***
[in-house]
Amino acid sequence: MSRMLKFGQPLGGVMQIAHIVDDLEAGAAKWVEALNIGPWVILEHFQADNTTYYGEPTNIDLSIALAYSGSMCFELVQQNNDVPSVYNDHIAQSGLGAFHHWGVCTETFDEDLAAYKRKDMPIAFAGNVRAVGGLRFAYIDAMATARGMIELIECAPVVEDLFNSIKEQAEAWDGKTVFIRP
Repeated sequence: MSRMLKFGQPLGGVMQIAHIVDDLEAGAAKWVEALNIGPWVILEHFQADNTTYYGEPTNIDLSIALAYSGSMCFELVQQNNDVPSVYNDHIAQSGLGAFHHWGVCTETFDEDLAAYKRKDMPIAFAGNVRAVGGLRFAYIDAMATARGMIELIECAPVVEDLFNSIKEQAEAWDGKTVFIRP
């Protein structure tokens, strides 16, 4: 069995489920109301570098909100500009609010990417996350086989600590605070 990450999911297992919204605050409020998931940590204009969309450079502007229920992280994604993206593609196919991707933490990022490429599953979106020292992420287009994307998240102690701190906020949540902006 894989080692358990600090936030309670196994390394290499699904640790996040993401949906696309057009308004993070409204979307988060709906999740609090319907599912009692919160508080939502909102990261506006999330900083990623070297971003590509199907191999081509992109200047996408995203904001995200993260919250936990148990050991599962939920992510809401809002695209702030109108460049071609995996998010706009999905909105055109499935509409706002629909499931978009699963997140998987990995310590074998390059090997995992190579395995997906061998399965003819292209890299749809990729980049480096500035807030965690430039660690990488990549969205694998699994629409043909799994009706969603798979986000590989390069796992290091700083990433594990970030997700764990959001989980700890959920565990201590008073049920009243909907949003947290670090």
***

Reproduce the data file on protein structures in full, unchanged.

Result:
[in-house]
Amino acid sequence: MSRMLKFGQPLGGVMQIAHIVDDLEAGAAKWVEALNIGPWVILEHFQADNTTYYGEPTNIDLSIALAYSGSMCFELVQQNNDVPSVYNDHIAQSGLGAFHHWGVCTETFDEDLAAYKRKDMPIAFAGNVRAVGGLRFAYIDAMATARGMIELIECAPVVEDLFNSIKEQAEAWDGKTVFIRP
Repeated sequence: MSRMLKFGQPLGGVMQIAHIVDDLEAGAAKWVEALNIGPWVILEHFQADNTTYYGEPTNIDLSIALAYSGSMCFELVQQNNDVPSVYNDHIAQSGLGAFHHWGVCTETFDEDLAAYKRKDMPIAFAGNVRAVGGLRFAYIDAMATARGMIELIECAPVVEDLFNSIKEQAEAWDGKTVFIRP
């Protein structure tokens, strides 16, 4: 069995489920109301570098909100500009609010990417996350086989600590605070 990450999911297992919204605050409020998931940590204009969309450079502007229920992280994604993206593609196919991707933490990022490429599953979106020292992420287009994307998240102690701190906020949540902006 894989080692358990600090936030309670196994390394290499699904640790996040993401949906696309057009308004993070409204979307988060709906999740609090319907599912009692919160508080939502909102990261506006999330900083990623070297971003590509199907191999081509992109200047996408995203904001995200993260919250936990148990050991599962939920992510809401809002695209702030109108460049071609995996998010706009999905909105055109499935509409706002629909499931978009699963997140998987990995310590074998390059090997995992190579395995997906061998399965003819292209890299749809990729980049480096500035807030965690430039660690990488990549969205694998699994629409043909799994009706969603798979986000590989390069796992290091700083990433594990970030997700764990959001989980700890959920565990201590008073049920009243909907949003947290670090």